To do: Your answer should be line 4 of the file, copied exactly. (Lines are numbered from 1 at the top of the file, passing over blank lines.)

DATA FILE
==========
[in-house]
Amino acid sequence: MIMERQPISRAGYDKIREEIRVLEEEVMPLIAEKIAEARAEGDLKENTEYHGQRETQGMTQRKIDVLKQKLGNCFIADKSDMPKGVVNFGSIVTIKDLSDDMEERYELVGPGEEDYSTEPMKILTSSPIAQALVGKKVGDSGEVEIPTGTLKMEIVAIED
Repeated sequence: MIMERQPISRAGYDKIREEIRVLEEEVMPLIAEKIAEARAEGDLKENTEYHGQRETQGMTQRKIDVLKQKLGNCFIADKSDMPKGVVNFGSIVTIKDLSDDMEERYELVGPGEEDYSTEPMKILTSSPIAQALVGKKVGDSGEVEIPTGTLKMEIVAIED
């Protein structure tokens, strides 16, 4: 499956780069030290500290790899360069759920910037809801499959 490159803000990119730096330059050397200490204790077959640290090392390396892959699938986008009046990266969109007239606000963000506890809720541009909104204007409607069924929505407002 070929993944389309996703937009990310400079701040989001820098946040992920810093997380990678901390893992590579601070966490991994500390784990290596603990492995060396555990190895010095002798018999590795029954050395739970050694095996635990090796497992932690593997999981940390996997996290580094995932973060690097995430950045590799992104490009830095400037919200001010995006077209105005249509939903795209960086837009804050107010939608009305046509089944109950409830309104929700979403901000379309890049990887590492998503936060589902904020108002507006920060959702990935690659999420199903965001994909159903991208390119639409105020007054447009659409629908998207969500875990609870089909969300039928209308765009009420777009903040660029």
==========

């Protein structure tokens, strides 16, 4: 499956780069030290500290790899360069759920910037809801499959 490159803000990119730096330059050397200490204790077959640290090392390396892959699938986008009046990266969109007239606000963000506890809720541009909104204007409607069924929505407002 070929993944389309996703937009990310400079701040989001820098946040992920810093997380990678901390893992590579601070966490991994500390784990290596603990492995060396555990190895010095002798018999590795029954050395739970050694095996635990090796497992932690593997999981940390996997996290580094995932973060690097995430950045590799992104490009830095400037919200001010995006077209105005249509939903795209960086837009804050107010939608009305046509089944109950409830309104929700979403901000379309890049990887590492998503936060589902904020108002507006920060959702990935690659999420199903965001994909159903991208390119639409105020007054447009659409629908998207969500875990609870089909969300039928209308765009009420777009903040660029």